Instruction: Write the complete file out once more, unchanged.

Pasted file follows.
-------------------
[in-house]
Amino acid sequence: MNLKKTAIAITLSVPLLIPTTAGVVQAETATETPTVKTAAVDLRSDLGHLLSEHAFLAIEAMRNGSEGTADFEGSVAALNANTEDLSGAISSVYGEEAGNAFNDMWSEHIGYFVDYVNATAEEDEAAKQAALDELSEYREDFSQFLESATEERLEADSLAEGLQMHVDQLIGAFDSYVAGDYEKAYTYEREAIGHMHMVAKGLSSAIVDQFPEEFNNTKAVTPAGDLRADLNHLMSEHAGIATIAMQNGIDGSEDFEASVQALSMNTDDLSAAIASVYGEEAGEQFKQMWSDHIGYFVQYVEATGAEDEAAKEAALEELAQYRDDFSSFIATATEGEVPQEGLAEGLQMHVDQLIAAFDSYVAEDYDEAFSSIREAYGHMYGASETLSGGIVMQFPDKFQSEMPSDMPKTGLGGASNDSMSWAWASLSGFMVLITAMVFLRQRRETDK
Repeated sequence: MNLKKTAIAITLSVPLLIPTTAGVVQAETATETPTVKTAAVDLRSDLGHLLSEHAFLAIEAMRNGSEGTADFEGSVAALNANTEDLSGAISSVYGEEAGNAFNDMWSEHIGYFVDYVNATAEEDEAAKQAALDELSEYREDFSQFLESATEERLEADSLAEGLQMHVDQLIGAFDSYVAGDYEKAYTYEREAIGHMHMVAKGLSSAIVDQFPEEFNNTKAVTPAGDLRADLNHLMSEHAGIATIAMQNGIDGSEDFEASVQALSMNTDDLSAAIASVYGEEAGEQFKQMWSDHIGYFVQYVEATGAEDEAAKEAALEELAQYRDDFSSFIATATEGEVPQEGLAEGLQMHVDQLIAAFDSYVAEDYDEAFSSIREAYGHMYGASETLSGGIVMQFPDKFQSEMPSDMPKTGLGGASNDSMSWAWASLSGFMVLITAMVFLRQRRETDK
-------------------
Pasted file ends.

[in-house]
Amino acid sequence: MNLKKTAIAITLSVPLLIPTTAGVVQAETATETPTVKTAAVDLRSDLGHLLSEHAFLAIEAMRNGSEGTADFEGSVAALNANTEDLSGAISSVYGEEAGNAFNDMWSEHIGYFVDYVNATAEEDEAAKQAALDELSEYREDFSQFLESATEERLEADSLAEGLQMHVDQLIGAFDSYVAGDYEKAYTYEREAIGHMHMVAKGLSSAIVDQFPEEFNNTKAVTPAGDLRADLNHLMSEHAGIATIAMQNGIDGSEDFEASVQALSMNTDDLSAAIASVYGEEAGEQFKQMWSDHIGYFVQYVEATGAEDEAAKEAALEELAQYRDDFSSFIATATEGEVPQEGLAEGLQMHVDQLIAAFDSYVAEDYDEAFSSIREAYGHMYGASETLSGGIVMQFPDKFQSEMPSDMPKTGLGGASNDSMSWAWASLSGFMVLITAMVFLRQRRETDK
Repeated sequence: MNLKKTAIAITLSVPLLIPTTAGVVQAETATETPTVKTAAVDLRSDLGHLLSEHAFLAIEAMRNGSEGTADFEGSVAALNANTEDLSGAISSVYGEEAGNAFNDMWSEHIGYFVDYVNATAEEDEAAKQAALDELSEYREDFSQFLESATEERLEADSLAEGLQMHVDQLIGAFDSYVAGDYEKAYTYEREAIGHMHMVAKGLSSAIVDQFPEEFNNTKAVTPAGDLRADLNHLMSEHAGIATIAMQNGIDGSEDFEASVQALSMNTDDLSAAIASVYGEEAGEQFKQMWSDHIGYFVQYVEATGAEDEAAKEAALEELAQYRDDFSSFIATATEGEVPQEGLAEGLQMHVDQLIAAFDSYVAEDYDEAFSSIREAYGHMYGASETLSGGIVMQFPDKFQSEMPSDMPKTGLGGASNDSMSWAWASLSGFMVLITAMVFLRQRRETDK